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Old 26-02-2007, 11:04   #39
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Darn - I've been demoted!
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Old 15-12-2014, 21:02   #40
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Re: Formosa vs. CT vs. Mariner

Geeze, I feel bad that my Mariner 32 seems shoddy in build.
I mean, I've had other vessels built in the USA, as I believe the 79 year was, long beach I believe.
Don't get me wrong, the vessel has much to offer in Design, but I want to give a serious talkin to the workers that constructed mine.
And the deck seam sucks. Leaks, so if you look at one of those boats please inspect it carefully.
I'm in the process of repair and replacing the bulkheads on one side of mine that rotted out from leaks at the deck seam.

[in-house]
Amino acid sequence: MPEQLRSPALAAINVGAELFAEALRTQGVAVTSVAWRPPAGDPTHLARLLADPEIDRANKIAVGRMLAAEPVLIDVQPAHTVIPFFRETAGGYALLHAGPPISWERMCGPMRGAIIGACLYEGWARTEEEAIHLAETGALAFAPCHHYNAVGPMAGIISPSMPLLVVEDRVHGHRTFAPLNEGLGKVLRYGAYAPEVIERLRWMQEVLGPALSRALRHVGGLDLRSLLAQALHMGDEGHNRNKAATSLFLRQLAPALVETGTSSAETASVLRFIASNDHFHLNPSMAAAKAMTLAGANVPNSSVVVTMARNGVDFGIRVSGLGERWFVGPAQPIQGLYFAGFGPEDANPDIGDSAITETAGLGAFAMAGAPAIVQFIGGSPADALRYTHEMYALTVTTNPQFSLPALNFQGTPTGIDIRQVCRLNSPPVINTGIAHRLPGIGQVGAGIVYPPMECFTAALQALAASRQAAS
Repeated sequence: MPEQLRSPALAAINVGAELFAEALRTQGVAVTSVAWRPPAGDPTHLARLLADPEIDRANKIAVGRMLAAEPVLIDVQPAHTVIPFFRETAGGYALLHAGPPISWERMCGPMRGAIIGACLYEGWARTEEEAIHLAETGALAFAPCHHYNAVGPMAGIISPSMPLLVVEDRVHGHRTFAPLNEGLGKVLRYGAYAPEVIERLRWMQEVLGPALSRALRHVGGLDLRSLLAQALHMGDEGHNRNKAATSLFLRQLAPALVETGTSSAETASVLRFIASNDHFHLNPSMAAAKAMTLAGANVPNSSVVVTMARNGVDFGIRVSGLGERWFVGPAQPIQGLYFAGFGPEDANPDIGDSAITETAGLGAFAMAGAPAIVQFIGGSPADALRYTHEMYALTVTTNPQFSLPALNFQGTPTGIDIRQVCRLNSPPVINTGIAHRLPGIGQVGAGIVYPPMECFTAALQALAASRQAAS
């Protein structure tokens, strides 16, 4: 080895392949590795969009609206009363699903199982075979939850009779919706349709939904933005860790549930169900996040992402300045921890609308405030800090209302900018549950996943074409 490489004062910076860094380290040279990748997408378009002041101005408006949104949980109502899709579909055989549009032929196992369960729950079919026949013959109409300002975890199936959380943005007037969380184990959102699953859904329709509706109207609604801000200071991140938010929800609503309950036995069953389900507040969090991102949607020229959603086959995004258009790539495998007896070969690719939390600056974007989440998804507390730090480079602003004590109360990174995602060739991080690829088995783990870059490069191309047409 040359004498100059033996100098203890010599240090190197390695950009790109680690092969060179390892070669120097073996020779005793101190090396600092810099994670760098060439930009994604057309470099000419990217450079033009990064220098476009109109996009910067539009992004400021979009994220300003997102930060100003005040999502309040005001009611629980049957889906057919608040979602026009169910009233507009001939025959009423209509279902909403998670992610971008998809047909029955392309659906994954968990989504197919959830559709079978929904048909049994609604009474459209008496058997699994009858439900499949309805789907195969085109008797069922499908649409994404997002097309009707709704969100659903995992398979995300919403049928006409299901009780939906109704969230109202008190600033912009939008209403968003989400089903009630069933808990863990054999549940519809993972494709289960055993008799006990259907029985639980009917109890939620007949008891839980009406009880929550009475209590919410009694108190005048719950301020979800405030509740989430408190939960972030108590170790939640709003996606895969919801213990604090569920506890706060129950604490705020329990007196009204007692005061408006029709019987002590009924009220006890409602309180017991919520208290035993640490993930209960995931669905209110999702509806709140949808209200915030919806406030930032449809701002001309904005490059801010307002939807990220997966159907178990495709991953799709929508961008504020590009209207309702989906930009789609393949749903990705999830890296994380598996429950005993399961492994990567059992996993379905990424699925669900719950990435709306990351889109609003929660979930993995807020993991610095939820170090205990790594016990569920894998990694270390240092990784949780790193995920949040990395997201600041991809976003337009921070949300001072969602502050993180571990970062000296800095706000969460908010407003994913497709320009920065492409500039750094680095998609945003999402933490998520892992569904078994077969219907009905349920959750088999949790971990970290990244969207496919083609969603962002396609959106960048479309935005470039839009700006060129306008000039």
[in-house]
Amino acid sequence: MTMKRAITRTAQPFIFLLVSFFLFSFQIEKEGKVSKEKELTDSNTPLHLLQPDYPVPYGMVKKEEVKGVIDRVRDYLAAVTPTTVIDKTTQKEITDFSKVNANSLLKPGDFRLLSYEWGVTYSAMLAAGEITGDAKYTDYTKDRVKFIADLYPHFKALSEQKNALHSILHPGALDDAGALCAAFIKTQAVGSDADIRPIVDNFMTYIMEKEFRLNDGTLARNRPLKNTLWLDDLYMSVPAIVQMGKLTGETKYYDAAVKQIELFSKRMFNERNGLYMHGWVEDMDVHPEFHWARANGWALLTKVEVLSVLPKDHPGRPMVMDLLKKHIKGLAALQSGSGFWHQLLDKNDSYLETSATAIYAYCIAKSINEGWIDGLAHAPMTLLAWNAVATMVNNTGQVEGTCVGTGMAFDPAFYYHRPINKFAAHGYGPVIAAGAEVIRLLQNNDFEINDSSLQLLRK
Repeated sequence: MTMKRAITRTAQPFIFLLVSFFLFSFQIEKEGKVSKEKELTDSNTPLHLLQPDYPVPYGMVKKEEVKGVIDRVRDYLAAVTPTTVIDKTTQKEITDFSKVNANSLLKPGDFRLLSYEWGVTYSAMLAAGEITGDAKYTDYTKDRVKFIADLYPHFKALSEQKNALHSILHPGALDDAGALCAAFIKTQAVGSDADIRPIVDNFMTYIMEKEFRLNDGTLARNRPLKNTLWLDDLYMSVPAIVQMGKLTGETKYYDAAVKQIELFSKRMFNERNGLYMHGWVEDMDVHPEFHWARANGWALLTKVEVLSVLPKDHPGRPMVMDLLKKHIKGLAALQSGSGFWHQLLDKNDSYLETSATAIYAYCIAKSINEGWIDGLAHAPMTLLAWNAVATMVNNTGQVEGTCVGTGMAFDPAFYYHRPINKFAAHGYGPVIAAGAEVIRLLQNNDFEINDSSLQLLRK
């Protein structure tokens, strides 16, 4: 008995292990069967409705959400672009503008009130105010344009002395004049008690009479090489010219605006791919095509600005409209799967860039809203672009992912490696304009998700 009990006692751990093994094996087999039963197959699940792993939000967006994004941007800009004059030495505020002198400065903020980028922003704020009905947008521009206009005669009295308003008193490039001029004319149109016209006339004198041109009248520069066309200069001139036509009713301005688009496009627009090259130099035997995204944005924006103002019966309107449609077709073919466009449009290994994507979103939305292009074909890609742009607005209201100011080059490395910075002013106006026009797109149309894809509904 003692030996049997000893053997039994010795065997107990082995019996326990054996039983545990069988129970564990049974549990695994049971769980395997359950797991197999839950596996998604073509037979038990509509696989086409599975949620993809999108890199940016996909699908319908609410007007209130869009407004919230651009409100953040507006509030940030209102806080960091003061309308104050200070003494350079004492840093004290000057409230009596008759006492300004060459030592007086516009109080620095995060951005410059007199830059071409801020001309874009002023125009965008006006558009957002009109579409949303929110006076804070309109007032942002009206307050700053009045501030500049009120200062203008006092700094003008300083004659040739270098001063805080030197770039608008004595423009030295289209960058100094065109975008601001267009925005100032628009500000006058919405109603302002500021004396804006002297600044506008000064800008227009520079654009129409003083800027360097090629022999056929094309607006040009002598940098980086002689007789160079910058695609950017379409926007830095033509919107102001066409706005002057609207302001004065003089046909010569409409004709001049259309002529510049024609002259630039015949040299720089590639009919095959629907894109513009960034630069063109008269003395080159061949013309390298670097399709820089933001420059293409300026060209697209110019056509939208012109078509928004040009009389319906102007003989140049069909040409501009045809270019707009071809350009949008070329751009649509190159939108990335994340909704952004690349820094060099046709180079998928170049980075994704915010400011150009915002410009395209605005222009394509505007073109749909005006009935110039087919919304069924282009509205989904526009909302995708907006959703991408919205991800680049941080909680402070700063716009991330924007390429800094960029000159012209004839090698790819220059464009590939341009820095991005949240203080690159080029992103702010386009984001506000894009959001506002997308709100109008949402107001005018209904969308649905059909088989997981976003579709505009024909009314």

And no compression post to the keel, or support, gosh I mean it's pretty but.
So, not complaining... Much.
I got this boat for very little and do my own stunts, so I'll get through this and know what I have.
These are really sturdy boats just pamper it.
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Old 16-12-2014, 07:44   #41
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Re: Formosa vs. CT vs. Mariner

mariner vs ct vs f0rmosa--mariner is a different boat than ct and formosa. similar in design, different in layout inside. is also a foot shorter than ct and formosa and sea wolf. ct, formosa, and sea wolf are identical in interior layout and performance and design.
exactly.
mariner is different. mariner 40 has worm gear steering not found in the other three marques,and some other differences like a vee berth and a mast in the mddle of that berth. the other three have a pulman berth abaft the forepeak.mariner has a deck stepped mizzen, the others have a mizen stepped to a beam beneath the deck